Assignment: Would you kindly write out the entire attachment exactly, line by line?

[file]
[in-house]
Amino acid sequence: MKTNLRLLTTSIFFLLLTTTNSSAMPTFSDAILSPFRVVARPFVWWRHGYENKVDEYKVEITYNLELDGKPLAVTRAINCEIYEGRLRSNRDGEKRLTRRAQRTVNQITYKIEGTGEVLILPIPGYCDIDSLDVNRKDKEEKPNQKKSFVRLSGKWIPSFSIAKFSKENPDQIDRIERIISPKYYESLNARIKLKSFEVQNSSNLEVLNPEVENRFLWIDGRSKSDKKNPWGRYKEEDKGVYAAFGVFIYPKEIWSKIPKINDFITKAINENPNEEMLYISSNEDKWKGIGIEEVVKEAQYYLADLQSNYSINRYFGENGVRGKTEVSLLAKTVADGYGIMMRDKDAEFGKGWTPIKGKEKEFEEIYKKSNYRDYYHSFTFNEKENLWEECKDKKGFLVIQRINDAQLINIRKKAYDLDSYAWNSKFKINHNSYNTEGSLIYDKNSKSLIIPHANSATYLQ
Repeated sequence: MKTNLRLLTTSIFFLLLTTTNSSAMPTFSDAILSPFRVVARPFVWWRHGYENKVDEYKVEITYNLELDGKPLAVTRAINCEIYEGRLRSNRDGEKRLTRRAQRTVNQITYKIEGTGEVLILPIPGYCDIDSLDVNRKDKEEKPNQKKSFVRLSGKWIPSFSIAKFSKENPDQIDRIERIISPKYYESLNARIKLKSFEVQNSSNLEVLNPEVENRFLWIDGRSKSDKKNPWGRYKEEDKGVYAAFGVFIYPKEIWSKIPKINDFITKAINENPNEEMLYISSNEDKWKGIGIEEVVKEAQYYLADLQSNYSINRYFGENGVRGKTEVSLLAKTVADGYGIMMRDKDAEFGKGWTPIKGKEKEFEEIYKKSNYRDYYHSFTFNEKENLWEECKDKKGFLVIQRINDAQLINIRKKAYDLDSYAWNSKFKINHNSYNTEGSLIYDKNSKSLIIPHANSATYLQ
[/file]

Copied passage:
[in-house]
Amino acid sequence: MKTNLRLLTTSIFFLLLTTTNSSAMPTFSDAILSPFRVVARPFVWWRHGYENKVDEYKVEITYNLELDGKPLAVTRAINCEIYEGRLRSNRDGEKRLTRRAQRTVNQITYKIEGTGEVLILPIPGYCDIDSLDVNRKDKEEKPNQKKSFVRLSGKWIPSFSIAKFSKENPDQIDRIERIISPKYYESLNARIKLKSFEVQNSSNLEVLNPEVENRFLWIDGRSKSDKKNPWGRYKEEDKGVYAAFGVFIYPKEIWSKIPKINDFITKAINENPNEEMLYISSNEDKWKGIGIEEVVKEAQYYLADLQSNYSINRYFGENGVRGKTEVSLLAKTVADGYGIMMRDKDAEFGKGWTPIKGKEKEFEEIYKKSNYRDYYHSFTFNEKENLWEECKDKKGFLVIQRINDAQLINIRKKAYDLDSYAWNSKFKINHNSYNTEGSLIYDKNSKSLIIPHANSATYLQ
Repeated sequence: MKTNLRLLTTSIFFLLLTTTNSSAMPTFSDAILSPFRVVARPFVWWRHGYENKVDEYKVEITYNLELDGKPLAVTRAINCEIYEGRLRSNRDGEKRLTRRAQRTVNQITYKIEGTGEVLILPIPGYCDIDSLDVNRKDKEEKPNQKKSFVRLSGKWIPSFSIAKFSKENPDQIDRIERIISPKYYESLNARIKLKSFEVQNSSNLEVLNPEVENRFLWIDGRSKSDKKNPWGRYKEEDKGVYAAFGVFIYPKEIWSKIPKINDFITKAINENPNEEMLYISSNEDKWKGIGIEEVVKEAQYYLADLQSNYSINRYFGENGVRGKTEVSLLAKTVADGYGIMMRDKDAEFGKGWTPIKGKEKEFEEIYKKSNYRDYYHSFTFNEKENLWEECKDKKGFLVIQRINDAQLINIRKKAYDLDSYAWNSKFKINHNSYNTEGSLIYDKNSKSLIIPHANSATYLQ